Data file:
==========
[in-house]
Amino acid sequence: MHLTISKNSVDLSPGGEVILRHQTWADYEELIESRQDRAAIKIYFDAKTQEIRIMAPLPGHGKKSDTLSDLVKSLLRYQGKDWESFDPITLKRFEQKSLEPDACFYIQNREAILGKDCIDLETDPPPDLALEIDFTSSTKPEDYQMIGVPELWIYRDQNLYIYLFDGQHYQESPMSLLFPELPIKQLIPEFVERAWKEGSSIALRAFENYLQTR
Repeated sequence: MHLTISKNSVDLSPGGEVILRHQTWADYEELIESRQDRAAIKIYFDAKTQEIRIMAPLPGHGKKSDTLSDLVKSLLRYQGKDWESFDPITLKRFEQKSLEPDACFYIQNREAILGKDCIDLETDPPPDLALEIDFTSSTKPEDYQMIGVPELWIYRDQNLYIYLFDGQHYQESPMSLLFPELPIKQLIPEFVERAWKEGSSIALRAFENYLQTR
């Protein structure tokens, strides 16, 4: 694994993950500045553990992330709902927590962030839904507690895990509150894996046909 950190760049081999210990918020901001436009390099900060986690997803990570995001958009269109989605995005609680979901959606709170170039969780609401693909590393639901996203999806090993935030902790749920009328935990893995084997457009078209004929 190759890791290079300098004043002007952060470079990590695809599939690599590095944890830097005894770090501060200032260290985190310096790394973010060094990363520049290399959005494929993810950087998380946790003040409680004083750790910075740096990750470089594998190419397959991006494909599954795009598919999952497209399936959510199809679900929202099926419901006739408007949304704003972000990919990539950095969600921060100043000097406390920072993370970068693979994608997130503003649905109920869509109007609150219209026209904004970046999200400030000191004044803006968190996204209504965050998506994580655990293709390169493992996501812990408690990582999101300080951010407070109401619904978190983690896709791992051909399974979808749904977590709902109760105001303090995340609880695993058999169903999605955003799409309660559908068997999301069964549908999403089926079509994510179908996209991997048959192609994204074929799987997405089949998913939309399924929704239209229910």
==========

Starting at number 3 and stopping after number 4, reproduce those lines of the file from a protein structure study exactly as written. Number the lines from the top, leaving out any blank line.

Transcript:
Repeated sequence: MHLTISKNSVDLSPGGEVILRHQTWADYEELIESRQDRAAIKIYFDAKTQEIRIMAPLPGHGKKSDTLSDLVKSLLRYQGKDWESFDPITLKRFEQKSLEPDACFYIQNREAILGKDCIDLETDPPPDLALEIDFTSSTKPEDYQMIGVPELWIYRDQNLYIYLFDGQHYQESPMSLLFPELPIKQLIPEFVERAWKEGSSIALRAFENYLQTR
């Protein structure tokens, strides 16, 4: 694994993950500045553990992330709902927590962030839904507690895990509150894996046909 950190760049081999210990918020901001436009390099900060986690997803990570995001958009269109989605995005609680979901959606709170170039969780609401693909590393639901996203999806090993935030902790749920009328935990893995084997457009078209004929 190759890791290079300098004043002007952060470079990590695809599939690599590095944890830097005894770090501060200032260290985190310096790394973010060094990363520049290399959005494929993810950087998380946790003040409680004083750790910075740096990750470089594998190419397959991006494909599954795009598919999952497209399936959510199809679900929202099926419901006739408007949304704003972000990919990539950095969600921060100043000097406390920072993370970068693979994608997130503003649905109920869509109007609150219209026209904004970046999200400030000191004044803006968190996204209504965050998506994580655990293709390169493992996501812990408690990582999101300080951010407070109401619904978190983690896709791992051909399974979808749904977590709902109760105001303090995340609880695993058999169903999605955003799409309660559908068997999301069964549908999403089926079509994510179908996209991997048959192609994204074929799987997405089949998913939309399924929704239209229910």